There had been rumours that Alaska would join this alliance as a ‘oneworld connect’ member, though this latest surprise news is that it will instead seek a more costly full membership arrangement.
“Roundly pessimistic” is about the best way we can describe our feelings over Alaska Airlines’ upcoming full membership of the oneworld alliance.
This change will probably come as good news for the airline’s MVP Gold and MVP Gold 75K members, who will likely find oneworld Sapphire and Emerald status membership cards dropping onto their doormats in mid-2021.
For our readers in Asia though, the vast majority of whom are not elite status members in the Alaska scheme, we predict poorer earning rates, changes to award pricing and potentially some partner agreements ceasing once the airline joins oneworld.
There is simply no way the alliance will allow such generous earning rates and competitive partner redemptions, some of which are not even with oneworld carriers, once full membership takes effect.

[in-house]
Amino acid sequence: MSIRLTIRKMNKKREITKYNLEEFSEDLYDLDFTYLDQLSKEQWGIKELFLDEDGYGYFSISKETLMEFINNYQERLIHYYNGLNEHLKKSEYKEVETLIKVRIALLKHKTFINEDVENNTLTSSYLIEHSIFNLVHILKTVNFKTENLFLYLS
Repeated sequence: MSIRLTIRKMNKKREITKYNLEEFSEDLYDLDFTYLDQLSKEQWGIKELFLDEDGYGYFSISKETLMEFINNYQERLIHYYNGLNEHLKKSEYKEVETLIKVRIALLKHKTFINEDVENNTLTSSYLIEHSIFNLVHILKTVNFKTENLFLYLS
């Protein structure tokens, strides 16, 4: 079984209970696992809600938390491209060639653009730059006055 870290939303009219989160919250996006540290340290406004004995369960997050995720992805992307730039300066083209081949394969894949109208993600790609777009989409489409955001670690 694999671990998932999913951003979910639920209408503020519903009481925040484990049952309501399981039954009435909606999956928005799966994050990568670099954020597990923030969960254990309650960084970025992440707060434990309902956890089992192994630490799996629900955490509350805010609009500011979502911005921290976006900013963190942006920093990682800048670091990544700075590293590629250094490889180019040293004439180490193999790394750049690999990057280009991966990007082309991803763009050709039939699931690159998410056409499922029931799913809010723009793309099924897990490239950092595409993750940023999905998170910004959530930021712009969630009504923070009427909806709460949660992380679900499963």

The main questions are:
- Will this mean the end of some existing Alaska partnerships, for example Singapore Airlines, Korean Air?
- How will this affect the existing partner award chart redemption rates? (hint: we don’t think it will be positive)
- How will this affect earning rates when crediting paid flights to Alaska Mileage Plan? (hint: we don’t think it will be positive)
- Will the free stopover benefit remain when redeeming Alaska miles?
If Alaska Airlines adopts a single award chart for oneworld airline redemptions, in the same way Singapore Airlines prices Star Alliance awards for example, there could be a serious devaluation of Alaska miles coming for our readers.
It might not all be bad news, but if you currently credit your Singapore Airlines Business Class Auckland trips, for example, to Alaska Mileage Plan – don’t expect 225% mileage accrual rates and a single round-trip SIN-AKL-SIN giving you enough miles to redeem a one-way JAL Business Class from Singapore to Tokyo.
From mid-2021, assuming oneworld membership is approved, that’s just not going to happen anymore.
The future of the Alaska Airlines Mileage Plan scheme is bleak. Mark our words.
(Cover Photo: Kenneth Gill)